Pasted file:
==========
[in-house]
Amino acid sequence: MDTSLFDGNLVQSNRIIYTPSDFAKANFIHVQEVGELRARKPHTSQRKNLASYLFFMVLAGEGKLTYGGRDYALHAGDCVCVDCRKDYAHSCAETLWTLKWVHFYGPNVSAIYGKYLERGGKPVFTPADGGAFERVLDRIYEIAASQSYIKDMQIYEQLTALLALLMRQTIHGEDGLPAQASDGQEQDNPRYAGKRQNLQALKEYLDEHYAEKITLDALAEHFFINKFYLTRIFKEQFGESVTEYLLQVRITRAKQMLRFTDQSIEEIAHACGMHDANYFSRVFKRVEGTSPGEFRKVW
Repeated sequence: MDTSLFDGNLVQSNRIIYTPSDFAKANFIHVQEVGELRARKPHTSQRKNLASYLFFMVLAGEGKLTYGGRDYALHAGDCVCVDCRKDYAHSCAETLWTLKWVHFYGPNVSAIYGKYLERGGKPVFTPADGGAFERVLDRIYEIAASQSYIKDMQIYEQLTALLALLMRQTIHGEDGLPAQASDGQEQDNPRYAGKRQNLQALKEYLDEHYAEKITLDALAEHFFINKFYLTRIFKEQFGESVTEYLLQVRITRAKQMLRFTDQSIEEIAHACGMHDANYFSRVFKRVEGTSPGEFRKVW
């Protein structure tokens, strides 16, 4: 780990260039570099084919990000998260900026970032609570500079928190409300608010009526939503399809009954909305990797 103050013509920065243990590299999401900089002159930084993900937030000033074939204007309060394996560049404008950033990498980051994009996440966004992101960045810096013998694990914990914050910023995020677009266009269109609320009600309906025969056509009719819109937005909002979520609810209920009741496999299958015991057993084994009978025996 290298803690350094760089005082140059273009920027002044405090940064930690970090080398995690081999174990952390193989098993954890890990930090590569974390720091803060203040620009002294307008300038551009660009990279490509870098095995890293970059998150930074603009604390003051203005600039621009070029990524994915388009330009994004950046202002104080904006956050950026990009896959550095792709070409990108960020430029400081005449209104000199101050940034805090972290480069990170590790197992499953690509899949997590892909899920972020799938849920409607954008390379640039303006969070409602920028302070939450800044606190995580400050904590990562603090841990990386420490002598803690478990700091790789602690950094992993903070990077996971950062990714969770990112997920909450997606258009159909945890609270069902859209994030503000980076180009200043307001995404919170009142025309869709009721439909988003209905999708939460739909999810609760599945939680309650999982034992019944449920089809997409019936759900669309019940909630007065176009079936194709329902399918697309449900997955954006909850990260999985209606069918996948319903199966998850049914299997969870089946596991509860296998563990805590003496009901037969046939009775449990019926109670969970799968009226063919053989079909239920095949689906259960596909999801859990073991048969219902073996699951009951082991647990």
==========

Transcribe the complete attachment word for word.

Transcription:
[in-house]
Amino acid sequence: MDTSLFDGNLVQSNRIIYTPSDFAKANFIHVQEVGELRARKPHTSQRKNLASYLFFMVLAGEGKLTYGGRDYALHAGDCVCVDCRKDYAHSCAETLWTLKWVHFYGPNVSAIYGKYLERGGKPVFTPADGGAFERVLDRIYEIAASQSYIKDMQIYEQLTALLALLMRQTIHGEDGLPAQASDGQEQDNPRYAGKRQNLQALKEYLDEHYAEKITLDALAEHFFINKFYLTRIFKEQFGESVTEYLLQVRITRAKQMLRFTDQSIEEIAHACGMHDANYFSRVFKRVEGTSPGEFRKVW
Repeated sequence: MDTSLFDGNLVQSNRIIYTPSDFAKANFIHVQEVGELRARKPHTSQRKNLASYLFFMVLAGEGKLTYGGRDYALHAGDCVCVDCRKDYAHSCAETLWTLKWVHFYGPNVSAIYGKYLERGGKPVFTPADGGAFERVLDRIYEIAASQSYIKDMQIYEQLTALLALLMRQTIHGEDGLPAQASDGQEQDNPRYAGKRQNLQALKEYLDEHYAEKITLDALAEHFFINKFYLTRIFKEQFGESVTEYLLQVRITRAKQMLRFTDQSIEEIAHACGMHDANYFSRVFKRVEGTSPGEFRKVW
């Protein structure tokens, strides 16, 4: 780990260039570099084919990000998260900026970032609570500079928190409300608010009526939503399809009954909305990797 103050013509920065243990590299999401900089002159930084993900937030000033074939204007309060394996560049404008950033990498980051994009996440966004992101960045810096013998694990914990914050910023995020677009266009269109609320009600309906025969056509009719819109937005909002979520609810209920009741496999299958015991057993084994009978025996 290298803690350094760089005082140059273009920027002044405090940064930690970090080398995690081999174990952390193989098993954890890990930090590569974390720091803060203040620009002294307008300038551009660009990279490509870098095995890293970059998150930074603009604390003051203005600039621009070029990524994915388009330009994004950046202002104080904006956050950026990009896959550095792709070409990108960020430029400081005449209104000199101050940034805090972290480069990170590790197992499953690509899949997590892909899920972020799938849920409607954008390379640039303006969070409602920028302070939450800044606190995580400050904590990562603090841990990386420490002598803690478990700091790789602690950094992993903070990077996971950062990714969770990112997920909450997606258009159909945890609270069902859209994030503000980076180009200043307001995404919170009142025309869709009721439909988003209905999708939460739909999810609760599945939680309650999982034992019944449920089809997409019936759900669309019940909630007065176009079936194709329902399918697309449900997955954006909850990260999985209606069918996948319903199966998850049914299997969870089946596991509860296998563990805590003496009901037969046939009775449990019926109670969970799968009226063919053989079909239920095949689906259960596909999801859990073991048969219902073996699951009951082991647990």